Superior Court Judge Glenn Berman also ruled that no part of a 15-count indictment of Mr. Clementi's former roommate, Dharun Ravi, will be dismissed. In doing so, he denied Mr. Ravi's lawyer's contention that prosecutors did not offer a grand jury earlier this year enough evidence about the alleged crimes.
Mr. Ravi is accused of the hate crime of bias intimidation, using a webcam to invade the privacy of the two men and trying to cover up it up afterward.
Days after the alleged spying in September 2010, Mr. Clementi, 18, committed suicide by jumping off the George Washington Bridge. His story set off a national conversation about bullying of young gays.
House where 11 bodies found condemned
CLEVELAND — The city has condemned the killing ground dubbed the "House of Horrors," a home where 11 women were murdered by a man who dumped their remains around his house and property.
The owner has until Oct. 2 to make repairs or face having the house demolished, mayoral press secretary Andrea Taylor wrote Friday in an email to the Associated Press.
The three-story frame house in an impoverished Cleveland neighborhood was the home of Anthony Sowell, who was convicted and sentenced to death last month for killing the 11 women, many of whom were living on the street and dealing with addiction problems.
Sowell, 52, is appealing his conviction.
Tally of homes lost by fire expected to rise
BASTROP — Authorities say they expect the number of homes destroyed by a massive Texas wildfire to increase from the nearly 1,400 they've already tallied.
Bastrop County Judge Ronnie McDonald said Saturday that crews haven't had an opportunity to go in and count homes in some areas because of smoldering hot spots.
Authorities have said that nearly 1,400 homes have been destroyed by the wildfire that has been raging for a week in and around Bastrop, a city near Austin.
A spokesman for the team of federal, state and local agencies responding to the fire said the number was expected to rise.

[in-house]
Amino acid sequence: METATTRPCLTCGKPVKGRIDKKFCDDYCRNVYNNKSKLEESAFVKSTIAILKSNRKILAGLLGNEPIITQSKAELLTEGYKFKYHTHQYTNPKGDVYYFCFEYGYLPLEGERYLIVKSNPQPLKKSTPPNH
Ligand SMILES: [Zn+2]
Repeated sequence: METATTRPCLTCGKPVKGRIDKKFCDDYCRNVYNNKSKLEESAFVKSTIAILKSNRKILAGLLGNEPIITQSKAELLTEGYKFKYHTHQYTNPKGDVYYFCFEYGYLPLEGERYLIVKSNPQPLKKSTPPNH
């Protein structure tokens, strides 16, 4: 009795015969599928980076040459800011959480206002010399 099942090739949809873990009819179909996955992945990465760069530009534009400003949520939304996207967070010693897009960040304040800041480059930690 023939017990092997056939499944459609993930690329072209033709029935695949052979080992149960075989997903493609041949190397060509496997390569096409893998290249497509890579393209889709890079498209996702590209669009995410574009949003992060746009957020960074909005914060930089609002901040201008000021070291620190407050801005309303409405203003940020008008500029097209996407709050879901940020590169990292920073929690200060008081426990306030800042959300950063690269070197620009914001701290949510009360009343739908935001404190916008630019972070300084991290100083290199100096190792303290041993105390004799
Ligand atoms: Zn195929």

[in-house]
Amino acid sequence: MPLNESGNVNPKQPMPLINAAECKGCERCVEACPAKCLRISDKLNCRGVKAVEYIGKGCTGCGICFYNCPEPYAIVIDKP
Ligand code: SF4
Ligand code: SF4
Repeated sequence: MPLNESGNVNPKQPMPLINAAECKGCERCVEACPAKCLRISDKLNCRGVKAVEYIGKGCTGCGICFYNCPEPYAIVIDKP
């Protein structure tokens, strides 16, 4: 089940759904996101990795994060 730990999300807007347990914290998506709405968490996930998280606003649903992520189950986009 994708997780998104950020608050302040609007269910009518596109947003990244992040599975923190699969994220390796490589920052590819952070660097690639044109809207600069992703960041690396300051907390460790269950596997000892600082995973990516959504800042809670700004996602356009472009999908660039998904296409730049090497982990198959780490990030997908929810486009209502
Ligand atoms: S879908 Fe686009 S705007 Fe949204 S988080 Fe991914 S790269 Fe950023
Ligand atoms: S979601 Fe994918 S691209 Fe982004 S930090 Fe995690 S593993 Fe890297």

Spokesman Bruce Prud'homme also said the wildfire is now 50 percent contained, up from the 40 percent figure announced earlier Saturday.
Ex-Mormon bishop pleads guilty to child sex abuse
SALT LAKE CITY — A former Mormon bishop and co-founder of a nonprofit group that helps women and children in Third World villages faces up to life in prison when he is sentenced in November for sexually abusing children.
The 69-year-old man from Heber City, Utah, pleaded guilty this week to three counts of aggravated sexual abuse of a child. Each count involves a different victim, and carries a sentence of five years to life.
The victims were among six children adopted from Ethiopia, where the man and his wife helped establish an orphanage.
The Associated Press isn't naming the man to protect the identity of the victims.
The couple's nonprofit organization provided services to destitute villages in Mexico, Central America, Africa and the Caribbean.
The man was initially charged with 43 counts stemming from abuse that began in 1995, around the time the defendant was bishop of his LDS ward and one year after he and his wife started the nonprofit agency.
The remaining charges were dismissed in exchange for his guilty plea.
• From wire dispatches and staff reports